Breakfast of champions, beef or chicken flavoured
It took a while for my head to adjust to hot soup in a hot climate first thing in the morning – but it makes a lot of sense. The best joints open at 6am and are closed by 11am. The meat is fresh from the markets and consumed immediately and Phở gives you extra liquid to sweat off and stamina to last until lunchtime and your next gastronomic adventure.
Timing: 4 1/2 hours
4-inch section ginger, unpeeled
1 lb or 500kg yellow onion, unpeeled
6lbs or 3kg beef marrow, knuckle, oz tail, and/or neck bones, parboiled and rinsed
5½ quarts or 5 litres water
5 star anise
6 whole cloves
1 teaspoon fennel seeds
1 teaspoon coriander seeds
1 x 3-inch cinnamon stick
1½ lbs or 700g boneless beef brisket, chuck or cross-rib roast, cut into 2 pieces
½ oz Chinese yellow rock sugar
1½ tablespoons fine sea salt
About ¼ cup fish sauce
6 to 8 servings pho noodles
1lb/500kg beef flank steak, sliced thinly against the grain
2 to 3 cups mixed herbs (cilantro, basil, and mint)
2 to 3 cups trimmed bean sprouts
1/2 cup sliced scallions
Thinly sliced Thai chilis
2 limes, each cut into 4 wedges
Hoisin sauce and Sriracha
1. In a bit of vegetable oil caramelize onions and ginger turning occasionally, until deeply brown on all sides, about 10 minutes total.
2. Combine beef shins, marrow, knuckles, oxtail, chuck, and brisket in a large stockpot. Cover with cool water. Bring to a boil over high heat. Boil for 15 minutes, then dump water and meat into sink. When cool enough to handle, rince parts under cool running tap water, carefully scrubbing debris from off of any bones and out of cracks in the meat, then return them to the pot. Cover with cool water.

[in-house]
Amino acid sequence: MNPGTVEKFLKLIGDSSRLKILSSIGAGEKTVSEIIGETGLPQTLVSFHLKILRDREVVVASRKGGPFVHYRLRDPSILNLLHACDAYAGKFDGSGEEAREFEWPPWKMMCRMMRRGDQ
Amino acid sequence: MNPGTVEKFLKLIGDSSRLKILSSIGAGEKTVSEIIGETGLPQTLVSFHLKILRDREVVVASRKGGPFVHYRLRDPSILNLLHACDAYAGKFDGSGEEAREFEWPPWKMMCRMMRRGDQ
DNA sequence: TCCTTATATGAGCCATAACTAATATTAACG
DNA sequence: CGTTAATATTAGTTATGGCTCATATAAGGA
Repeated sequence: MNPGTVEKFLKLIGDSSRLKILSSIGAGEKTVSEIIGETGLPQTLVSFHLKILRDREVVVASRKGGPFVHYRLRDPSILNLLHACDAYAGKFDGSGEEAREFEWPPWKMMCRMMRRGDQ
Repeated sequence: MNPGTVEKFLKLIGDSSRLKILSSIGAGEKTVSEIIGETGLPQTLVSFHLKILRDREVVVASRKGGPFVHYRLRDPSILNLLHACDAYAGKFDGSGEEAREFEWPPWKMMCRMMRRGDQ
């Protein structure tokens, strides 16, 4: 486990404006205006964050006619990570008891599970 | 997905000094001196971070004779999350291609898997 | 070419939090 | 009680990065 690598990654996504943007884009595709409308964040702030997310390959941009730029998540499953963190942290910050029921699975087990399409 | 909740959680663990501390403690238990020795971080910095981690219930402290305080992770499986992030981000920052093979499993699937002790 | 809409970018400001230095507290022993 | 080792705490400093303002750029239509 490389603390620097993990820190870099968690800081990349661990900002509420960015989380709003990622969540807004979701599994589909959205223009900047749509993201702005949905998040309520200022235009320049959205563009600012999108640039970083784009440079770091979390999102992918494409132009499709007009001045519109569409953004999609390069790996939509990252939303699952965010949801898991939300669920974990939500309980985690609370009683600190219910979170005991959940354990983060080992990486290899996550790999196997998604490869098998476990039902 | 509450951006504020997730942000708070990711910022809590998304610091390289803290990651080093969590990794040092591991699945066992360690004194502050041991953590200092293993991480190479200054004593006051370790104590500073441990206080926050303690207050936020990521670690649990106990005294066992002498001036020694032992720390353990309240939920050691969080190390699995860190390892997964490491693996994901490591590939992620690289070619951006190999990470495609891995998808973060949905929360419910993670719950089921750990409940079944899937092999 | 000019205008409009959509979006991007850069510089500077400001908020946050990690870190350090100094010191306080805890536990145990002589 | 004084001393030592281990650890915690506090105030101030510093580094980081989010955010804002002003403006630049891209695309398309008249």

3. Add charred onions, ginger, anise, cinnamon, fennel, cloves, coriander, fish sauce, sugar, and 1 tablespoon salt. Bring to a boil over high heat, reduce to a bare simmer, and cook, skimming occasionally, until brisket and chuck are tender but not falling apart, about 1 1/2 hours. Transfer brisket and chuck to a small bowl and cover with cold water. Refrigerate until ready to serve.
4. Continue simmering broth for a further 4 hours, topping up with water as necessary. Strain broth through a fine mesh strainer. If desired, pick meat and connective tissue from oxtails and beef shins. Discard bones and aromatics. You should end up with about 4 quarts broth. Dilute with water or reduce as necessary to reach 4 quarts. Keep hot.
5. Carefully skim fat off of surface of broth and discard. Season broth to taste with additional fish sauce, salt, and/or sugar. It should be highly seasoned. Slice cooked beef into thin slices or rough chunks.
6. Prepare pho noodles according to package directions. To serve, place re-hydrated noodles in individual noodle bowls. Pour hot broth over noodles. Serve immediately, allowing guests to top with cooked meat and slices of raw flank steak, herbs, aromatics, lime, and sauce as they wish.
Place in the bowls before ladling out the soup
1 1/2-2 lbs/ 750gm-1kg small (1/8-inch wide) dried or fresh banh pho noodles (“rice sticks” or Thaichantaboon)
1/2 lb/250gm raw eye of round, sirloin, London broil or tri-tip steak, thinly sliced across the grain (1/16 inch thick; freeze for 15 minutes to make it easier to slice)
1 medium yellow onion, sliced paper-thin, left to soak for 30 minutes in a bowl of cold water
3 or 4 scallions, green part only, cut into thin rings
1/3 cup chopped cilantro (ngo)
Ground black pepper
Optional garnishes arranged on a plate and placed at the table
Sprigs of spearmint (hung lui) and Asian/Thai basil (hung que), Leaves of coriander (ngo gai), mint, the Vietnamese use a shiso-like leaf and lots of green herbs that I don’t know the name of, Bean sprouts (about 1/ pound) Red hot chillis (every Pho we’ve had in Vietnam uses different chillis with vastly different flavours and heat) , thinly sliced, Lime wedges